• Courtney's friend Mary is instead someone she was friends with before she moved to Blue Valley, ensuring that when Courtney gets there, she has no friends and becomes an immediate social pariah. Yolanda, Rick, and Beth instead are set up to become her friends at school, with Beth seemingly taking cues from Courtney's later friend Maxine Hunkel/Cyclone as the talkative girl with a Friendless Background.
    • The ISA and JSA are transplanted from the 40s to the 60s, to account for the age issues. The members would otherwise be 60+ years old.
    • The ISA's members' abilities and backgrounds change considerably. In the comics, the Gambler dressed like a riverboat gambler and was not a computer hacker, and Green Lantern rather than Dr. Mid-Nite was his nemesis; Icicle was not a businessman; Sportsmaster/Larry Crock never went straight; Artemic Crock took on the identity of her mother Tigress insteead of her father Sportsmaster; and so on.
    • Wildcat did not have any superpowers, from a costume or anything else. This was changed both to cash in on the popularity of Black Panther (who has a similar powerset), and to give him powers that could be transferred to Yolanda.
    • Starman/Sylvester Pemberton in any incarnation was not a member of the original JSA.
    • In the original JSA, Johnny Thunder's magic word to summon the Thunderbolt is (phoenetially) "So cool". In the comis book, it is "Cei-U" (pronounced "Say You), and didn't become "So cool" until the later incarnation.
  • Adaptation Name Change:
    • Sportsmaster goes by Larry Crock rather than Lawrence. Downplayed compared to the others though, since Larry is just a common shortening of Lawrence.
    • Wizard goes by William Zarick rather than his Punny Name William Zard.
    • Icicle's first name is Jordan, rather than Joar.
    • Pat implies that some members of the Injustice Society are living under assumed names, presumably those such as Brainwave and Wizard whose identities were publicly known. Downplayed in that their real names are never actually mentioned, and it's unclear which ones are using aliases to begin withnote .
  • Adaptation Origin Connection: The members of the second Justice Society all attend Blue Valley High together; in the comics, they were from various places and didn't have connections to each other prior to joining the JSA. Justified, rather than being a Contrived Coincidence, since Courtney and Rick were both brought to Blue Valley by their parents (or step-father, for Courtney) during the latter's hunt for the ISA, while Yolanda and Beth were local recruits.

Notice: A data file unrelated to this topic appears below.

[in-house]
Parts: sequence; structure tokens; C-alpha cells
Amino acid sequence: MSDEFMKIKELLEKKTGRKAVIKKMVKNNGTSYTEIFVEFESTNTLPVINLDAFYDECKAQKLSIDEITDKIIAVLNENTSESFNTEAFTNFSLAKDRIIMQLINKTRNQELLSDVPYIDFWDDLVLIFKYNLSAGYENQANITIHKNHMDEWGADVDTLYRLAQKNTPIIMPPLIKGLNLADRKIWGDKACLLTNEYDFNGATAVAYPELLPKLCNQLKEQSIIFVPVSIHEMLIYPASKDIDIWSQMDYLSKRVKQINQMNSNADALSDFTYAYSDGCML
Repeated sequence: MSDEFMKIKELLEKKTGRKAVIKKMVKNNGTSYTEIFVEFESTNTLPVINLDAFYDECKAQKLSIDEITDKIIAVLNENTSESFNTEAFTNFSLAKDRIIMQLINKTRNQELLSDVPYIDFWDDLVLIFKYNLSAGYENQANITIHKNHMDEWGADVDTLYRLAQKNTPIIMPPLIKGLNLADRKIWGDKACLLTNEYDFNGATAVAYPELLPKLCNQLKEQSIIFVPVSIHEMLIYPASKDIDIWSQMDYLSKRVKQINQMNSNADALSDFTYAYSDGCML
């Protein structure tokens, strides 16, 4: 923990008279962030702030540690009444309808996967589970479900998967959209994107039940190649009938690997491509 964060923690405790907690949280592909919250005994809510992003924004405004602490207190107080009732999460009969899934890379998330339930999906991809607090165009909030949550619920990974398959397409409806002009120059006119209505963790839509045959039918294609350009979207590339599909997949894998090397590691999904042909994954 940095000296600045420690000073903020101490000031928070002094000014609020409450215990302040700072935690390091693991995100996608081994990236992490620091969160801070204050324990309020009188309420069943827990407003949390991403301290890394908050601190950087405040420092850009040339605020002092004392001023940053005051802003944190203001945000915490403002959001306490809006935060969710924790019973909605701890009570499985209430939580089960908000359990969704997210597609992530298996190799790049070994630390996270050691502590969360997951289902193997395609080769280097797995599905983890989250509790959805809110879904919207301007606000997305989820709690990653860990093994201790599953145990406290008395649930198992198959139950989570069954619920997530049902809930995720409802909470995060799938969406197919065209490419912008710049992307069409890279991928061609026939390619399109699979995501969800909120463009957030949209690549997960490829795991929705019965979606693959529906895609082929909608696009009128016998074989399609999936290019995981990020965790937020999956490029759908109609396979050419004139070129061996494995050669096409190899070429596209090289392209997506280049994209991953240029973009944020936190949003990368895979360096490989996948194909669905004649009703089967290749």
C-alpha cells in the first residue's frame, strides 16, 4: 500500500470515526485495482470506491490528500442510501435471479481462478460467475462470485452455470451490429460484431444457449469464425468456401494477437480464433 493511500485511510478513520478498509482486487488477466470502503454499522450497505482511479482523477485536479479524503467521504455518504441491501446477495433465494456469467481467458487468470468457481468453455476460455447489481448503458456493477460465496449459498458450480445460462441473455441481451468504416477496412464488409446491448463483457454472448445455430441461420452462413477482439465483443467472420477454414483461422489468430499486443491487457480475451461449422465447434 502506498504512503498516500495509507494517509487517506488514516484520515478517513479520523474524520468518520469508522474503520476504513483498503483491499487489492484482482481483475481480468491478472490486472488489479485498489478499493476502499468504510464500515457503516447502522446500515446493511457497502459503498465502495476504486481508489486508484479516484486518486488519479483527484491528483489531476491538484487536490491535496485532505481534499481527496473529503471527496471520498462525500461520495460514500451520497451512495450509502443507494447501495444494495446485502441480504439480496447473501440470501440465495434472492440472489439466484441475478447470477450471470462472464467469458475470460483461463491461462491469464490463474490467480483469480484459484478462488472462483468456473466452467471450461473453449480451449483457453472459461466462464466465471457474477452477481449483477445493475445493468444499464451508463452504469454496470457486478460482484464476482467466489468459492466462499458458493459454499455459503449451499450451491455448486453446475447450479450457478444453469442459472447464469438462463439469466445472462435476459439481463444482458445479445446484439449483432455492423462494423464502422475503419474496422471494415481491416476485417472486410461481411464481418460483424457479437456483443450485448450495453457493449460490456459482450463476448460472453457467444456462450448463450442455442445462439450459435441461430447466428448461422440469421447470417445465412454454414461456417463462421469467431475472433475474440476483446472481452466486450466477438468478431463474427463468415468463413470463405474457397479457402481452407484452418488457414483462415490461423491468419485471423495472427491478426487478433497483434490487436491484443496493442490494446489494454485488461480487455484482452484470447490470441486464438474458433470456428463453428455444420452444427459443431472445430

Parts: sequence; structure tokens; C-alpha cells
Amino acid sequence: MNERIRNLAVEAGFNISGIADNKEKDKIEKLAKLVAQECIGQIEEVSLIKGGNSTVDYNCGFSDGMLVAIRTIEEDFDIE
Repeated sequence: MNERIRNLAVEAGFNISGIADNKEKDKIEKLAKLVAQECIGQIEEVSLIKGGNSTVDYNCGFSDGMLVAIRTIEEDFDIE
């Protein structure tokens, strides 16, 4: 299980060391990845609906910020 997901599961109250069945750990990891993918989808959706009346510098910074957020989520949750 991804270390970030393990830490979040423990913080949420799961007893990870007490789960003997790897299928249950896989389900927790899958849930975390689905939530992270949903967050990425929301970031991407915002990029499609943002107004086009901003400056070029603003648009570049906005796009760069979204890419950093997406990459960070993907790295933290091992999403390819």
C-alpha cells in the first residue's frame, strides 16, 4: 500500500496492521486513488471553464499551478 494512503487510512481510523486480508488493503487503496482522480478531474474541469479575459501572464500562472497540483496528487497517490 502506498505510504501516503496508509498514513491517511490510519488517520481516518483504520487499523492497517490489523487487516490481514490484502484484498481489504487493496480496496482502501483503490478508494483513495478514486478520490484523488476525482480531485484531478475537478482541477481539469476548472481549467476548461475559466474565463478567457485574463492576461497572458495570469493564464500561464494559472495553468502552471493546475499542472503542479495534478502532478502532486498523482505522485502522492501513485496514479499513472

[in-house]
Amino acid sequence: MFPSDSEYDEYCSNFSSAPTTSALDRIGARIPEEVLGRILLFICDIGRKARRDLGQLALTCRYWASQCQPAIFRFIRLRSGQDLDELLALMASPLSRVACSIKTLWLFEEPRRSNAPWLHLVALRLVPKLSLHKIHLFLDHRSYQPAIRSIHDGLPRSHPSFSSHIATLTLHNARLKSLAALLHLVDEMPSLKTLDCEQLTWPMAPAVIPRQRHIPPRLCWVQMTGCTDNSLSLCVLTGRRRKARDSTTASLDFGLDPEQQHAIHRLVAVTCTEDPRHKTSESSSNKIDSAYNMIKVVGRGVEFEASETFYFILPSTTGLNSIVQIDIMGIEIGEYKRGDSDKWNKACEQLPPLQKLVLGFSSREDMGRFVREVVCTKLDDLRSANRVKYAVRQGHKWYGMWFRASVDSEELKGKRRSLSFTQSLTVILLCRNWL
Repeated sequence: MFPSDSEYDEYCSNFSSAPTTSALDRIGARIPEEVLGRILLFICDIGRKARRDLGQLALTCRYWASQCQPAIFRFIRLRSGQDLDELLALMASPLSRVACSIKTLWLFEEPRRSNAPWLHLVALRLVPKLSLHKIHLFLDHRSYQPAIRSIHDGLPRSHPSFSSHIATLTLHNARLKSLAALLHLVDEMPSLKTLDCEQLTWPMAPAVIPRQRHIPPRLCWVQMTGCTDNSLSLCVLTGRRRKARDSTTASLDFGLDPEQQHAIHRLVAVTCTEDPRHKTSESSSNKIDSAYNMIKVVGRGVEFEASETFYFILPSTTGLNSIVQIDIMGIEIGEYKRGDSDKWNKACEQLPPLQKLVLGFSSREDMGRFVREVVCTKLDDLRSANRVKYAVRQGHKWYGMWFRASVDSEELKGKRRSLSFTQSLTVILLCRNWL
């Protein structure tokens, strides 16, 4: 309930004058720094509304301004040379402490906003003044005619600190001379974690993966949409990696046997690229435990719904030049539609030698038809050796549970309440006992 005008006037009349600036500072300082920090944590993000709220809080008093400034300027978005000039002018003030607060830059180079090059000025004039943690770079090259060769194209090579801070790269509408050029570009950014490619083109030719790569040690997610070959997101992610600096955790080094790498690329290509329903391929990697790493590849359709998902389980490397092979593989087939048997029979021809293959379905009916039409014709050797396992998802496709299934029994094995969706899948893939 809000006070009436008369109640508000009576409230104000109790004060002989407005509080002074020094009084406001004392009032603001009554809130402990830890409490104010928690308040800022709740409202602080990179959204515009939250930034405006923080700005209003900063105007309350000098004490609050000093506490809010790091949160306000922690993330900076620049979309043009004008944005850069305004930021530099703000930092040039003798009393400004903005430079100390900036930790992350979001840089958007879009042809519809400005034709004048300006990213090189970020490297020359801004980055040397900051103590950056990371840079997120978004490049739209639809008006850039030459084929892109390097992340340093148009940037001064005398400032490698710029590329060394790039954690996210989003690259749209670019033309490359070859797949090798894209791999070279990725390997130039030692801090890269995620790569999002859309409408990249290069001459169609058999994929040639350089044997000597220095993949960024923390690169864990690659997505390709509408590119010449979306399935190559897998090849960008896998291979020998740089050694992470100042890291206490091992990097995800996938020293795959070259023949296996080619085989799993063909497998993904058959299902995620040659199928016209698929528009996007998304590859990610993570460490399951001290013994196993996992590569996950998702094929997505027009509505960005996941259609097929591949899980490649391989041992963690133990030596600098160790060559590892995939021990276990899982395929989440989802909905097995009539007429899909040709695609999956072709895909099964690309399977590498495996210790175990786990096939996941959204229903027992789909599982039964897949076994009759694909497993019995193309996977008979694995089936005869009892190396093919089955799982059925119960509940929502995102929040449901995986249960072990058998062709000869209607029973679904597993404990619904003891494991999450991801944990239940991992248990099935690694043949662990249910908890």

• Adapted Out:
    • The original Justice Society is introduced with the classic Golden Age lineup. However, in the iconic "table" picture, the Atom and the Spectre (two of the JSA's founding members) are nowhere to be seen. A possible reason for Spectre's absence is that Crisis on Infinite Earths (2019) portrayed the Spectre as an ultra powerful being that can rival the Anti-Monitor, making the Injustice Society seem like common thugs to the hero if they were to face him. That being said, both are mentioned later on as being part of the JSA, implying that they probably joined later.
    • Possibly due to not wanting to overuse them since they have been main villains in the Arrowverse, Vandal Savage and The Thinker do not appear among the members of the Injustice Society.
      • Subverted with The Thinker in Season 2, where old ISA show he was once a member, and with a comic accurate design. The same goes for Per Degaton, who was mentioned.
    • Similarly while the children and successors of the Injustice Society are shown like Cameron Mahkent, Artemis Crock, Henry King Jr. etc. Rebecca Sharpe, the granddaughter of The Gambler is also absent in the series as she was a recurring character on Season 4 of The Flash (though she is mentioned in Season Three). Although it's unknown if it also applies to his grandson, Becky's brother, Steven Sharpe V.